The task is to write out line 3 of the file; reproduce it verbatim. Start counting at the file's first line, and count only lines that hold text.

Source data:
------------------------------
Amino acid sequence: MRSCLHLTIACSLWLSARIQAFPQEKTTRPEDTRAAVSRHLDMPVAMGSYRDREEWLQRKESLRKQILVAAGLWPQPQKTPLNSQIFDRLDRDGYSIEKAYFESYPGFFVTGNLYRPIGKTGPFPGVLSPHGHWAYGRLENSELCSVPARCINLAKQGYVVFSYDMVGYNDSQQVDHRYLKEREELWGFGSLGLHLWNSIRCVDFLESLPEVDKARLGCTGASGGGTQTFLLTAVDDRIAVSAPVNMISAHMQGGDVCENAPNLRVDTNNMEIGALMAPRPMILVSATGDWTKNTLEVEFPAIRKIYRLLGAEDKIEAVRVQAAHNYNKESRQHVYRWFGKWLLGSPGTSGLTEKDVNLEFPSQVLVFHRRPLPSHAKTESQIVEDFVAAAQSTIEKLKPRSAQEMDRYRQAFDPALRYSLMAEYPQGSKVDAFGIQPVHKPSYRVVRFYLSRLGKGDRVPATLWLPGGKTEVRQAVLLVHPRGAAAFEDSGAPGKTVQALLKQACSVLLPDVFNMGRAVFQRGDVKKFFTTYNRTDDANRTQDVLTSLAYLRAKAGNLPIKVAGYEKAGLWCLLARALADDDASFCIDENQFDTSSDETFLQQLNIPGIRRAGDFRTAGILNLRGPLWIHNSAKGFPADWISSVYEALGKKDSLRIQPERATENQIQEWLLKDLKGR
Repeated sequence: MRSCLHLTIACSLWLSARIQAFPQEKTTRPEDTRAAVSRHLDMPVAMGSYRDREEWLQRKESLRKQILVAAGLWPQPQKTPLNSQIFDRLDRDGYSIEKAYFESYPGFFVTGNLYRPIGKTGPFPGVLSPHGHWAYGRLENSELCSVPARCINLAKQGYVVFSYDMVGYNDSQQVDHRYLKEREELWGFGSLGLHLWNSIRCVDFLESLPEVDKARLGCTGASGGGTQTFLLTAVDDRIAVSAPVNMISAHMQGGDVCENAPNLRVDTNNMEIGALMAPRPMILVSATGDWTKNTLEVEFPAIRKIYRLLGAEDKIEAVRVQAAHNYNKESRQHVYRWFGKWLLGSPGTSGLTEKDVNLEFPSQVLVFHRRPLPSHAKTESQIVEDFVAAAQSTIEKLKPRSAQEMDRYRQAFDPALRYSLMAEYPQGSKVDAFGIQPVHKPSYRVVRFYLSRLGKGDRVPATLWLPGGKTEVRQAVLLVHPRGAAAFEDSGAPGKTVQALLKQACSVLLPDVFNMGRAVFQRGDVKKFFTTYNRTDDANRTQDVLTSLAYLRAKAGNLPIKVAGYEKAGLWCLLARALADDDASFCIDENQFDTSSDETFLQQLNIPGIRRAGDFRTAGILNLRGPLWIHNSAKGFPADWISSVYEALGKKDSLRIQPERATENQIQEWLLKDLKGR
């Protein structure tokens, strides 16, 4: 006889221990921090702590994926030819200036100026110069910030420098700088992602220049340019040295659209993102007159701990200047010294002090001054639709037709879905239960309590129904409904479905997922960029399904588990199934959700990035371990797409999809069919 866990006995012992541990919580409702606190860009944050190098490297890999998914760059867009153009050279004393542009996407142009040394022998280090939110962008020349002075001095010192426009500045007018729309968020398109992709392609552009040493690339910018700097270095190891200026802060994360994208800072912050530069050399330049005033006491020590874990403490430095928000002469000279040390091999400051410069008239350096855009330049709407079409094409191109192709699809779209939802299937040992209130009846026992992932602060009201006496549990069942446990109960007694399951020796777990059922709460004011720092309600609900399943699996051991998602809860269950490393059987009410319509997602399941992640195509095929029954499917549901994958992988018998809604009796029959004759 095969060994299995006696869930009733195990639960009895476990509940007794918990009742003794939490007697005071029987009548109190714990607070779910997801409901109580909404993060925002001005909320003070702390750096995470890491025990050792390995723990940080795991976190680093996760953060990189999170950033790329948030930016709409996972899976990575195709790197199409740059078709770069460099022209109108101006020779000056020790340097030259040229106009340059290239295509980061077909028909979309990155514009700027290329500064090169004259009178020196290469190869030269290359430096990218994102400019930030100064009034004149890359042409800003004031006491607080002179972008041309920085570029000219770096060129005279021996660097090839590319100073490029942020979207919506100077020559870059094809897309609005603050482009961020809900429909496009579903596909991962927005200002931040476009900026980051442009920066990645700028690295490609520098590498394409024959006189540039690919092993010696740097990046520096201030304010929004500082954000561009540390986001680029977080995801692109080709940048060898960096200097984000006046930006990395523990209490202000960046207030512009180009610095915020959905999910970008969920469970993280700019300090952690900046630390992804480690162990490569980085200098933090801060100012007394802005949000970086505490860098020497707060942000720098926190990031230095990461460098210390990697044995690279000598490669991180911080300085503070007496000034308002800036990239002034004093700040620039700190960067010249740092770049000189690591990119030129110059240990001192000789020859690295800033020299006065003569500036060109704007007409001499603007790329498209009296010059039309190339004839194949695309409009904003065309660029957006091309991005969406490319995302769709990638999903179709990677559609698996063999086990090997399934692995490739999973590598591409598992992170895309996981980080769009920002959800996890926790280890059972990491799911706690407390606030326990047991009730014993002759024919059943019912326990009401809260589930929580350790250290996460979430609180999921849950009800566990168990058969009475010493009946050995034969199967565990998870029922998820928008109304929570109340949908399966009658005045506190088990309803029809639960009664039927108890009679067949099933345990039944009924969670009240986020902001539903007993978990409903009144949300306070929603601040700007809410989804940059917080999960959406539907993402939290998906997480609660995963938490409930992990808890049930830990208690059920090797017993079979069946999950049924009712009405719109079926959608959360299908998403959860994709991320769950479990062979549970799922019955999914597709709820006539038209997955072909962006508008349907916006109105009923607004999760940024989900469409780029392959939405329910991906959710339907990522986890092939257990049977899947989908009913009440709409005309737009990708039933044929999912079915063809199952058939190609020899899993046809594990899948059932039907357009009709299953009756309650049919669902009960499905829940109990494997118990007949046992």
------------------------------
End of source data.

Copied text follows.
């Protein structure tokens, strides 16, 4: 006889221990921090702590994926030819200036100026110069910030420098700088992602220049340019040295659209993102007159701990200047010294002090001054639709037709879905239960309590129904409904479905997922960029399904588990199934959700990035371990797409999809069919 866990006995012992541990919580409702606190860009944050190098490297890999998914760059867009153009050279004393542009996407142009040394022998280090939110962008020349002075001095010192426009500045007018729309968020398109992709392609552009040493690339910018700097270095190891200026802060994360994208800072912050530069050399330049005033006491020590874990403490430095928000002469000279040390091999400051410069008239350096855009330049709407079409094409191109192709699809779209939802299937040992209130009846026992992932602060009201006496549990069942446990109960007694399951020796777990059922709460004011720092309600609900399943699996051991998602809860269950490393059987009410319509997602399941992640195509095929029954499917549901994958992988018998809604009796029959004759 095969060994299995006696869930009733195990639960009895476990509940007794918990009742003794939490007697005071029987009548109190714990607070779910997801409901109580909404993060925002001005909320003070702390750096995470890491025990050792390995723990940080795991976190680093996760953060990189999170950033790329948030930016709409996972899976990575195709790197199409740059078709770069460099022209109108101006020779000056020790340097030259040229106009340059290239295509980061077909028909979309990155514009700027290329500064090169004259009178020196290469190869030269290359430096990218994102400019930030100064009034004149890359042409800003004031006491607080002179972008041309920085570029000219770096060129005279021996660097090839590319100073490029942020979207919506100077020559870059094809897309609005603050482009961020809900429909496009579903596909991962927005200002931040476009900026980051442009920066990645700028690295490609520098590498394409024959006189540039690919092993010696740097990046520096201030304010929004500082954000561009540390986001680029977080995801692109080709940048060898960096200097984000006046930006990395523990209490202000960046207030512009180009610095915020959905999910970008969920469970993280700019300090952690900046630390992804480690162990490569980085200098933090801060100012007394802005949000970086505490860098020497707060942000720098926190990031230095990461460098210390990697044995690279000598490669991180911080300085503070007496000034308002800036990239002034004093700040620039700190960067010249740092770049000189690591990119030129110059240990001192000789020859690295800033020299006065003569500036060109704007007409001499603007790329498209009296010059039309190339004839194949695309409009904003065309660029957006091309991005969406490319995302769709990638999903179709990677559609698996063999086990090997399934692995490739999973590598591409598992992170895309996981980080769009920002959800996890926790280890059972990491799911706690407390606030326990047991009730014993002759024919059943019912326990009401809260589930929580350790250290996460979430609180999921849950009800566990168990058969009475010493009946050995034969199967565990998870029922998820928008109304929570109340949908399966009658005045506190088990309803029809639960009664039927108890009679067949099933345990039944009924969670009240986020902001539903007993978990409903009144949300306070929603601040700007809410989804940059917080999960959406539907993402939290998906997480609660995963938490409930992990808890049930830990208690059920090797017993079979069946999950049924009712009405719109079926959608959360299908998403959860994709991320769950479990062979549970799922019955999914597709709820006539038209997955072909962006508008349907916006109105009923607004999760940024989900469409780029392959939405329910991906959710339907990522986890092939257990049977899947989908009913009440709409005309737009990708039933044929999912079915063809199952058939190609020899899993046809594990899948059932039907357009009709299953009756309650049919669902009960499905829940109990494997118990007949046992």